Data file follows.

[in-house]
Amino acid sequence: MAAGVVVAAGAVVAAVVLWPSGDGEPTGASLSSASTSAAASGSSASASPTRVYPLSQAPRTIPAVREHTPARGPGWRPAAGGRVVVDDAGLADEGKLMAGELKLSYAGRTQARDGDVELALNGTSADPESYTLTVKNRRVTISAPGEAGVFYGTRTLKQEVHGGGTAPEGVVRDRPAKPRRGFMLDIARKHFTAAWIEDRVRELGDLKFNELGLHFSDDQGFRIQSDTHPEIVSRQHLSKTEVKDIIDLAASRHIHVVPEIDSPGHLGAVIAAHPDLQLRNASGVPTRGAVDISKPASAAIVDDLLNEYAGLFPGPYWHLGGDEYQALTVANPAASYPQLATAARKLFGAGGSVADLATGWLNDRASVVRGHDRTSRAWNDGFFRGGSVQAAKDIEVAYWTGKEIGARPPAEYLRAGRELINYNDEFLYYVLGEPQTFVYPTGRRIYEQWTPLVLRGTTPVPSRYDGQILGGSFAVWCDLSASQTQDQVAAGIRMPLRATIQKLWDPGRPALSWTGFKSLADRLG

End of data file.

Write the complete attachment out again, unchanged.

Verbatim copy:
[in-house]
Amino acid sequence: MAAGVVVAAGAVVAAVVLWPSGDGEPTGASLSSASTSAAASGSSASASPTRVYPLSQAPRTIPAVREHTPARGPGWRPAAGGRVVVDDAGLADEGKLMAGELKLSYAGRTQARDGDVELALNGTSADPESYTLTVKNRRVTISAPGEAGVFYGTRTLKQEVHGGGTAPEGVVRDRPAKPRRGFMLDIARKHFTAAWIEDRVRELGDLKFNELGLHFSDDQGFRIQSDTHPEIVSRQHLSKTEVKDIIDLAASRHIHVVPEIDSPGHLGAVIAAHPDLQLRNASGVPTRGAVDISKPASAAIVDDLLNEYAGLFPGPYWHLGGDEYQALTVANPAASYPQLATAARKLFGAGGSVADLATGWLNDRASVVRGHDRTSRAWNDGFFRGGSVQAAKDIEVAYWTGKEIGARPPAEYLRAGRELINYNDEFLYYVLGEPQTFVYPTGRRIYEQWTPLVLRGTTPVPSRYDGQILGGSFAVWCDLSASQTQDQVAAGIRMPLRATIQKLWDPGRPALSWTGFKSLADRLG